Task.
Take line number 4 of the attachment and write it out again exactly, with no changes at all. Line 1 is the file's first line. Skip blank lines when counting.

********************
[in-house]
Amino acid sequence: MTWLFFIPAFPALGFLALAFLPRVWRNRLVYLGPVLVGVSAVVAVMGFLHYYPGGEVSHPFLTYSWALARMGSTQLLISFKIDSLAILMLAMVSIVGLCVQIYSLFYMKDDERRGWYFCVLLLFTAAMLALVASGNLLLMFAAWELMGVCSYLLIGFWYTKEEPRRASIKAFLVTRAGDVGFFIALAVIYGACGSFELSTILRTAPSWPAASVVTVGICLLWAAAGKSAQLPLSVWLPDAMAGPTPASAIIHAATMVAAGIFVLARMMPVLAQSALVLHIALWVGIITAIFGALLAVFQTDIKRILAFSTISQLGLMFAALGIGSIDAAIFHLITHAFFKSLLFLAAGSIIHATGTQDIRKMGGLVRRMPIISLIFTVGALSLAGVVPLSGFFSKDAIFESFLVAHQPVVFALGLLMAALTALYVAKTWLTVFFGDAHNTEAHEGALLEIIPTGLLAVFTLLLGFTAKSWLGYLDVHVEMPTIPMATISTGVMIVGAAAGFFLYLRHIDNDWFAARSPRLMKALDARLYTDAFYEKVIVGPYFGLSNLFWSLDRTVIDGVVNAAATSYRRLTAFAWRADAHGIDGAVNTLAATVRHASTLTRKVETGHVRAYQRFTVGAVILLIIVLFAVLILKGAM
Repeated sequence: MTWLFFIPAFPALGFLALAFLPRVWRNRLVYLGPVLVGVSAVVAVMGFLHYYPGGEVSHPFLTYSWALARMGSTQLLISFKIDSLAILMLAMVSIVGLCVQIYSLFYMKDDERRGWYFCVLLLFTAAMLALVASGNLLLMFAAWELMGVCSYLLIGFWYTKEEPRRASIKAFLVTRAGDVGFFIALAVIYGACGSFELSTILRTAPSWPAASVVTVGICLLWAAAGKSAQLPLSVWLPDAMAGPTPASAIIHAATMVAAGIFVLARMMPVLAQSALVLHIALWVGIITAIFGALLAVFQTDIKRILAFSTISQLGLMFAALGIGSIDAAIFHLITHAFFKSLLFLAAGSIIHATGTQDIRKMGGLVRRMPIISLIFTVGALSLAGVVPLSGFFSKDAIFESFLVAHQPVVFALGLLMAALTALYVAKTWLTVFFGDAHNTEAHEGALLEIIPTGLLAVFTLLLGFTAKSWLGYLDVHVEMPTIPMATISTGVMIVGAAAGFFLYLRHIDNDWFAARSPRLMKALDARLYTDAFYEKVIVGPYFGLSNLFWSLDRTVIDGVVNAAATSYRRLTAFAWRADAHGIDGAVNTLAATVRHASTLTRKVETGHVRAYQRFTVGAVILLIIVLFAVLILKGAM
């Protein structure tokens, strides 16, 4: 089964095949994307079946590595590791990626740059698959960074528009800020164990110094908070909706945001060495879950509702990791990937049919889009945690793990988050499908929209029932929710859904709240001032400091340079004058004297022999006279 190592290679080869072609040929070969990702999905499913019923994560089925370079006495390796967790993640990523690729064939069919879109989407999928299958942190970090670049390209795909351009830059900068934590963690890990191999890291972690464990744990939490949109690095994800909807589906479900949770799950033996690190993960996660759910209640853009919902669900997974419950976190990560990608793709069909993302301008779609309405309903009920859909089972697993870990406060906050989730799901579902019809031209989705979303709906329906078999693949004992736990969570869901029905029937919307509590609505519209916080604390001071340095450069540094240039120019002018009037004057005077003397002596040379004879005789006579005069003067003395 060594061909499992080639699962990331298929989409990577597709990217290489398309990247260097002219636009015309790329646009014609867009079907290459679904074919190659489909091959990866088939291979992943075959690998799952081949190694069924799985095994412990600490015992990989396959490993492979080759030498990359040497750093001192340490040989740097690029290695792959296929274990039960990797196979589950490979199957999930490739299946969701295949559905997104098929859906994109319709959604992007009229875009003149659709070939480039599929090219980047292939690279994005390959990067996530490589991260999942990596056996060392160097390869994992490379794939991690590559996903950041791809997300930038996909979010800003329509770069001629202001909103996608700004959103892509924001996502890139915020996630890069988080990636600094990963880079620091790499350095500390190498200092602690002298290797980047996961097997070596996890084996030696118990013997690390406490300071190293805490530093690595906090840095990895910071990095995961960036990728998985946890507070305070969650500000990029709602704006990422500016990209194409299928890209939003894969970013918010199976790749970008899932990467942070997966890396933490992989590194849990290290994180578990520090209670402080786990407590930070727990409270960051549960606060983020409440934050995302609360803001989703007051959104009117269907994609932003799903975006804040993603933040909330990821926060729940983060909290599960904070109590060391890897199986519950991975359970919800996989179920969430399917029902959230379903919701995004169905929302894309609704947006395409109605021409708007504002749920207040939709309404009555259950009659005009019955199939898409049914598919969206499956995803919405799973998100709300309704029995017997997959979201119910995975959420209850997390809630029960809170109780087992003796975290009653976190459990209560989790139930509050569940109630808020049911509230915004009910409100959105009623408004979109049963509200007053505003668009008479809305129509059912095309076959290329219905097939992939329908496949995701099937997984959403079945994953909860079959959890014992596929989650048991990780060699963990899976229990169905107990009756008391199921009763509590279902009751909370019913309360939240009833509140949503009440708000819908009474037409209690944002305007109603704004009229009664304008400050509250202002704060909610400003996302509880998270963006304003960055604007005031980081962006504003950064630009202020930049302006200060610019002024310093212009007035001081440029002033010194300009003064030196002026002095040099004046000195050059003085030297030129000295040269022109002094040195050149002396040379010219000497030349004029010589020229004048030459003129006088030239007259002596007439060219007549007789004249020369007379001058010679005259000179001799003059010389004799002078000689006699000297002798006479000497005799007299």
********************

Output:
């Protein structure tokens, strides 16, 4: 089964095949994307079946590595590791990626740059698959960074528009800020164990110094908070909706945001060495879950509702990791990937049919889009945690793990988050499908929209029932929710859904709240001032400091340079004058004297022999006279 190592290679080869072609040929070969990702999905499913019923994560089925370079006495390796967790993640990523690729064939069919879109989407999928299958942190970090670049390209795909351009830059900068934590963690890990191999890291972690464990744990939490949109690095994800909807589906479900949770799950033996690190993960996660759910209640853009919902669900997974419950976190990560990608793709069909993302301008779609309405309903009920859909089972697993870990406060906050989730799901579902019809031209989705979303709906329906078999693949004992736990969570869901029905029937919307509590609505519209916080604390001071340095450069540094240039120019002018009037004057005077003397002596040379004879005789006579005069003067003395 060594061909499992080639699962990331298929989409990577597709990217290489398309990247260097002219636009015309790329646009014609867009079907290459679904074919190659489909091959990866088939291979992943075959690998799952081949190694069924799985095994412990600490015992990989396959490993492979080759030498990359040497750093001192340490040989740097690029290695792959296929274990039960990797196979589950490979199957999930490739299946969701295949559905997104098929859906994109319709959604992007009229875009003149659709070939480039599929090219980047292939690279994005390959990067996530490589991260999942990596056996060392160097390869994992490379794939991690590559996903950041791809997300930038996909979010800003329509770069001629202001909103996608700004959103892509924001996502890139915020996630890069988080990636600094990963880079620091790499350095500390190498200092602690002298290797980047996961097997070596996890084996030696118990013997690390406490300071190293805490530093690595906090840095990895910071990095995961960036990728998985946890507070305070969650500000990029709602704006990422500016990209194409299928890209939003894969970013918010199976790749970008899932990467942070997966890396933490992989590194849990290290994180578990520090209670402080786990407590930070727990409270960051549960606060983020409440934050995302609360803001989703007051959104009117269907994609932003799903975006804040993603933040909330990821926060729940983060909290599960904070109590060391890897199986519950991975359970919800996989179920969430399917029902959230379903919701995004169905929302894309609704947006395409109605021409708007504002749920207040939709309404009555259950009659005009019955199939898409049914598919969206499956995803919405799973998100709300309704029995017997997959979201119910995975959420209850997390809630029960809170109780087992003796975290009653976190459990209560989790139930509050569940109630808020049911509230915004009910409100959105009623408004979109049963509200007053505003668009008479809305129509059912095309076959290329219905097939992939329908496949995701099937997984959403079945994953909860079959959890014992596929989650048991990780060699963990899976229990169905107990009756008391199921009763509590279902009751909370019913309360939240009833509140949503009440708000819908009474037409209690944002305007109603704004009229009664304008400050509250202002704060909610400003996302509880998270963006304003960055604007005031980081962006504003950064630009202020930049302006200060610019002024310093212009007035001081440029002033010194300009003064030196002026002095040099004046000195050059003085030297030129000295040269022109002094040195050149002396040379010219000497030349004029010589020229004048030459003129006088030239007259002596007439060219007549007789004249020369007379001058010679005259000179001799003059010389004799002078000689006699000297002798006479000497005799007299």